on a serious note, did they actually find that this is not something that turns up in organic stuff as well? if so, there are tons of organic soaps and lotions out there. Affording them is another story.

  9. emona says:

    @Beerad: “Clean fresh air”? Never heard of it.

  10. youbastid says:

    @pibbsman0: @Git Em SteveDave: Do we really need the exact same dihydrogen monoxide jokes every single time there’s an article about chemicals?

  11. Shadowman615 says:

    “Phthalates” looks difficult to pronounce without spitting all over the monitor.

  12. Xerloq says:

    @youbastid: Jokes! Youbastid, DHM could kill you in myriad ways. No joking matter.

  13. yagisencho says:

    Johnson and Johnson phased these out of their products for the European market years ago. The FDA enforces no such regulation here, so…what’s the word, J&J? Are you still poisoning your North American customers to save 1 or 2 cents per bottle? I want some good news here…

  14. reznicek111 says:

    Why aren’t phthalates listed as ingredients? The lists on product packaging sometimes contain dozens of items. Anyone know if there a specific reason this category of chemicals isn’t included (i.e., the FDA doesn’t mandate it)?

  15. Womblebug says:

    @reznicek111: My understanding is that phthalates are not an ingredient in the product itself, but a chemical used in the manufacturing of the plastic containers. There has been discussion about phthalates leaching into milk/formula from baby bottles as well. Unless you buy it in a glass bottle, I don’t see how buying organics etc. will prevent this.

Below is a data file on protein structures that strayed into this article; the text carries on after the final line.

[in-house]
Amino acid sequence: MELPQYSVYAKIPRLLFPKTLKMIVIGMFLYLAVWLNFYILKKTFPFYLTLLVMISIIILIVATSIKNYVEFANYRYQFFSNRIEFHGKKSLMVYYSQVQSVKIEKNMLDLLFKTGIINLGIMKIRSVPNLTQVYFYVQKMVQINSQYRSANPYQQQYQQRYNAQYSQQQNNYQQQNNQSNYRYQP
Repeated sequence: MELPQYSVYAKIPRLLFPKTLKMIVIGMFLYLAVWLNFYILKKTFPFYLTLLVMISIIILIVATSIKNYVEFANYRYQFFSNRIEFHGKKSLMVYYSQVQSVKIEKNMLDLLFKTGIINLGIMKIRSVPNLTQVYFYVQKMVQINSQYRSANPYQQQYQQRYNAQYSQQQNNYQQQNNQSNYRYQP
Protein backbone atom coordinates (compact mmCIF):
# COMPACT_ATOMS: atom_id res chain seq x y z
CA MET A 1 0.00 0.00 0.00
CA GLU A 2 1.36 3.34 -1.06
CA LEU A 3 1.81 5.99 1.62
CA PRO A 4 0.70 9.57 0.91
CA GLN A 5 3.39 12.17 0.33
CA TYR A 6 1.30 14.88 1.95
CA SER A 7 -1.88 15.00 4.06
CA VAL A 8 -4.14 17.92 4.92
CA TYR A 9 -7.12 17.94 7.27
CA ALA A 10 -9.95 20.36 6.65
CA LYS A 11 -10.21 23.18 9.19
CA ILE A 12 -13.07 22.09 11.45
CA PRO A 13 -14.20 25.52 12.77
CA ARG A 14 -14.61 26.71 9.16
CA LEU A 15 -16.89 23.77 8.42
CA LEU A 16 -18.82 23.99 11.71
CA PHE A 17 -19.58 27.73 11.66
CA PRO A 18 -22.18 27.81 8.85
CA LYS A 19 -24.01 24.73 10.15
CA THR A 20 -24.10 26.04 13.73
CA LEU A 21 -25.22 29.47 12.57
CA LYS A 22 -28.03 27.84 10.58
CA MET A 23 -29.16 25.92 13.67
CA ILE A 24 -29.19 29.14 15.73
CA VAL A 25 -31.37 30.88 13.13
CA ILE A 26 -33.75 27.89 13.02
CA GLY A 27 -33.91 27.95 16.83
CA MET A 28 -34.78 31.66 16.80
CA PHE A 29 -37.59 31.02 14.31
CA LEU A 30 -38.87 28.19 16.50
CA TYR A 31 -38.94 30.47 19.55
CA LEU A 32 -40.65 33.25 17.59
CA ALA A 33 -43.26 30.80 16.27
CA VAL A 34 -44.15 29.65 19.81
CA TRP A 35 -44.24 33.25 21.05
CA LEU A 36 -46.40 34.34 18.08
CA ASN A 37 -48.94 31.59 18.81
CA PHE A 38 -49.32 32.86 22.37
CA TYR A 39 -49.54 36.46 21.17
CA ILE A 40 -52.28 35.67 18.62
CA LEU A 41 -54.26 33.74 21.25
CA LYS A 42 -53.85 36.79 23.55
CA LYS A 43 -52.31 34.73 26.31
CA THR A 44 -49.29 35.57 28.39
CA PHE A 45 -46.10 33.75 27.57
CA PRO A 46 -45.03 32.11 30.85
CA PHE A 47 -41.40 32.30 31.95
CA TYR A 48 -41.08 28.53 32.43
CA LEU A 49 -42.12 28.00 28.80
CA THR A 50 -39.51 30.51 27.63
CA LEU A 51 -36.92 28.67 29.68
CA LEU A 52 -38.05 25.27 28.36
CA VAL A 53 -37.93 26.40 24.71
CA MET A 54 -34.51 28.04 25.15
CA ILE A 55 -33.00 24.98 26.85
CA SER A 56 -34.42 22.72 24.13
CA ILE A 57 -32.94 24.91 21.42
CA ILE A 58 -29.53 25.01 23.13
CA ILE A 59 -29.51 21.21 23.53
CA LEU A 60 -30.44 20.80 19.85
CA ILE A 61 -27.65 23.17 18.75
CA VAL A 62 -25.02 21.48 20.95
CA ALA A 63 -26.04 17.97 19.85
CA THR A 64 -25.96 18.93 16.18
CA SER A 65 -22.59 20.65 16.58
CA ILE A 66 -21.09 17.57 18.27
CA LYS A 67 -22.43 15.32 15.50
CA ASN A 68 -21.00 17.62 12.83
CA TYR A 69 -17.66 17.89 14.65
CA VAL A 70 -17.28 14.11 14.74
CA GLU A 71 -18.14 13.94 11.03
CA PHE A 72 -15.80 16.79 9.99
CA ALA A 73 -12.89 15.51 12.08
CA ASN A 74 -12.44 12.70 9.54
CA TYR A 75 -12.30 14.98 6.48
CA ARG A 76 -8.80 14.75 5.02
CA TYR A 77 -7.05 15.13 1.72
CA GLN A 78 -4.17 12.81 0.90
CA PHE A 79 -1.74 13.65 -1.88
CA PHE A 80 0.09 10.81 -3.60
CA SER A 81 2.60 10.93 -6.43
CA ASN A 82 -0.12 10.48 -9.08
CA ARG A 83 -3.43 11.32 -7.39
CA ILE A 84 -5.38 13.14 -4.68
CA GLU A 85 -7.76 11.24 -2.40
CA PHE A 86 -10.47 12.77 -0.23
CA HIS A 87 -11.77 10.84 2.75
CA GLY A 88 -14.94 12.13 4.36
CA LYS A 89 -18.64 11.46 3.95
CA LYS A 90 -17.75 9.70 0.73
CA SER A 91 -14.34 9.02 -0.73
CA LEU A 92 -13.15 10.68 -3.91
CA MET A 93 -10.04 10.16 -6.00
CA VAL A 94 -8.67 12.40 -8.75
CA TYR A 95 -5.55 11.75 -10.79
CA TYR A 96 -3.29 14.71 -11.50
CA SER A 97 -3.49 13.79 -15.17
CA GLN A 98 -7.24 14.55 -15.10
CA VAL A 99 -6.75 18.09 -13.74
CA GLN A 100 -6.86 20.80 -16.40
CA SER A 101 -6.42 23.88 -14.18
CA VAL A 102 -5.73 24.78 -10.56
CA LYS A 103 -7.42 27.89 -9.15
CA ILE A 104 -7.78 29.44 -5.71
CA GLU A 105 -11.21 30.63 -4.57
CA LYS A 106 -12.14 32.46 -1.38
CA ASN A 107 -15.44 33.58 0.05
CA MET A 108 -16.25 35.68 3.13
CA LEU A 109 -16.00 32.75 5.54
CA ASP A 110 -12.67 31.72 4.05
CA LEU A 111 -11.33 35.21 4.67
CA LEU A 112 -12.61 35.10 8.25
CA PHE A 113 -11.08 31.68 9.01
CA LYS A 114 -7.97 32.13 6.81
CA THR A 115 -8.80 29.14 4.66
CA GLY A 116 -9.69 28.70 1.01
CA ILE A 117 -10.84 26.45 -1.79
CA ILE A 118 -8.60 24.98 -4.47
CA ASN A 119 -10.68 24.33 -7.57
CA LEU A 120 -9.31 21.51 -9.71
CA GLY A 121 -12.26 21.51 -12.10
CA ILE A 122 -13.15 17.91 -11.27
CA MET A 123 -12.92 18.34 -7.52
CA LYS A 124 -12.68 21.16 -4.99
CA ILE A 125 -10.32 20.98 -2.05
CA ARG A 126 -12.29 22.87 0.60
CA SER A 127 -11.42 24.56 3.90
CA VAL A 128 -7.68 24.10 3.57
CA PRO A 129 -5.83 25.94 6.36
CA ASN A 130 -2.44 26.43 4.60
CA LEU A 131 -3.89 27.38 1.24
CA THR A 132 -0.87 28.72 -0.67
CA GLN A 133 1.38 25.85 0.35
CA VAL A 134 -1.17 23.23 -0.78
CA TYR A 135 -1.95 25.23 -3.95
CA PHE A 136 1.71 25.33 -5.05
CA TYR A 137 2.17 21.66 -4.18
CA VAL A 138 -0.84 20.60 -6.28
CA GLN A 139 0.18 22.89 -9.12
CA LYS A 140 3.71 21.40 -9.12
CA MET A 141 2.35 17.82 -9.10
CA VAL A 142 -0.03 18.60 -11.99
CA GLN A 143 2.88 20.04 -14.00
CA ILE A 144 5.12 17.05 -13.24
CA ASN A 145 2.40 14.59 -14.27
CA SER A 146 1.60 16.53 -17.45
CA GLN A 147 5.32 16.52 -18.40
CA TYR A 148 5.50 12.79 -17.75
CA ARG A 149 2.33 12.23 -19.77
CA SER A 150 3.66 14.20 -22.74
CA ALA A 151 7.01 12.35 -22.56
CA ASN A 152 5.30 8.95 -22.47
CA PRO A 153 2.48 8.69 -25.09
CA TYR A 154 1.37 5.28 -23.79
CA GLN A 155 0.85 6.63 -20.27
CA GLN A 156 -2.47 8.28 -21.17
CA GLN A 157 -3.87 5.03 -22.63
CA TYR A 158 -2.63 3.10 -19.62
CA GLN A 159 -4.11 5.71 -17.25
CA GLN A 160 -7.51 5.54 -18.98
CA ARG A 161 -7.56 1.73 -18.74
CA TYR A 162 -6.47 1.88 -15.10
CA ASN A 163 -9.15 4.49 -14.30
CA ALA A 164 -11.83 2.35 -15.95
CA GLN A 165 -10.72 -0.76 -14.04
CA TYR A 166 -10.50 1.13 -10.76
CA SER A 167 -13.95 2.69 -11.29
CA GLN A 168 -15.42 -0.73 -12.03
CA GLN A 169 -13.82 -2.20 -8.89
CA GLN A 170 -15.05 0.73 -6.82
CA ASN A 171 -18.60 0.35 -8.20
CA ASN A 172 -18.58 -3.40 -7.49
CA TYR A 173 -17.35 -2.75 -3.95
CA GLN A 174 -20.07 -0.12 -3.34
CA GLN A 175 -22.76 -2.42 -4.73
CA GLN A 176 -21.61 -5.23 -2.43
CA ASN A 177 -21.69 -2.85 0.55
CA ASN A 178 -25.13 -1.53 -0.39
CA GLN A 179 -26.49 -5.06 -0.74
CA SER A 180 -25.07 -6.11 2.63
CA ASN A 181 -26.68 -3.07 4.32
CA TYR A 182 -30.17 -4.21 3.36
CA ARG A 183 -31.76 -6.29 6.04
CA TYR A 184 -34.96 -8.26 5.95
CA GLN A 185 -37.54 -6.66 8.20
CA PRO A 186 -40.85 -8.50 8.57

That being said, if humans were this incredibly fragile, we’d have died out years ago. Avoid what you can, but don’t constantly freak out. Stress kills, too.

  16. Womblebug says:

    And also, if I washed my kid with nothing but plain water, she’d be a stinky greasy little thing. Try washing your hair with plain water for a week and see what you get. Yech.

  17. CumaeanSibyl says:

    @youbastid: Aw, come on, some people just need to feel clever by repeating other people’s jokes sometimes.

  18. stacye says:

    Just went to Wikipedia to read the article on Phthalates: [en.wikipedia.org] That’s just terrifying.

  19. lockdog says:

    @womblebug: I think you’re confusing pthalate with Bisphenol A. Pthalates are mostly found in shampoos and lotions. As another poster mentioned, it isn’t really in the product itself, but seems to leech from their packaging. Pthalates are used to make plastic softer and more flexible. Bisphenol A is the ingredient found in hard plastic baby bottles and Nalgene bottles, etc. We know bisphenol is bad, is mucks around with our hormones, particularly estrogen, we’re just not sure whether the amount that leeches from the bottles is dangerous. This new study suggests that pthalates are more readily absorbed into the bodies of infants than we thought, and may also be mucking around with our hormones. Quoth The Graduate “Plastics, There’s a Great Future in plastics.”

  20. pestie says:

    Pthalates are also found in cheap sex toys, especially the “jelly” types. Silicone is worth the money.

  21. chrisaltesino says:

    Stories like this really freak me out these days. I’m now a father of two and don’t ever know were to draw the line. I usually try to expose my kids to healthier food, etc than myself but its tough when somethings like Pthalates aren’t even on the label!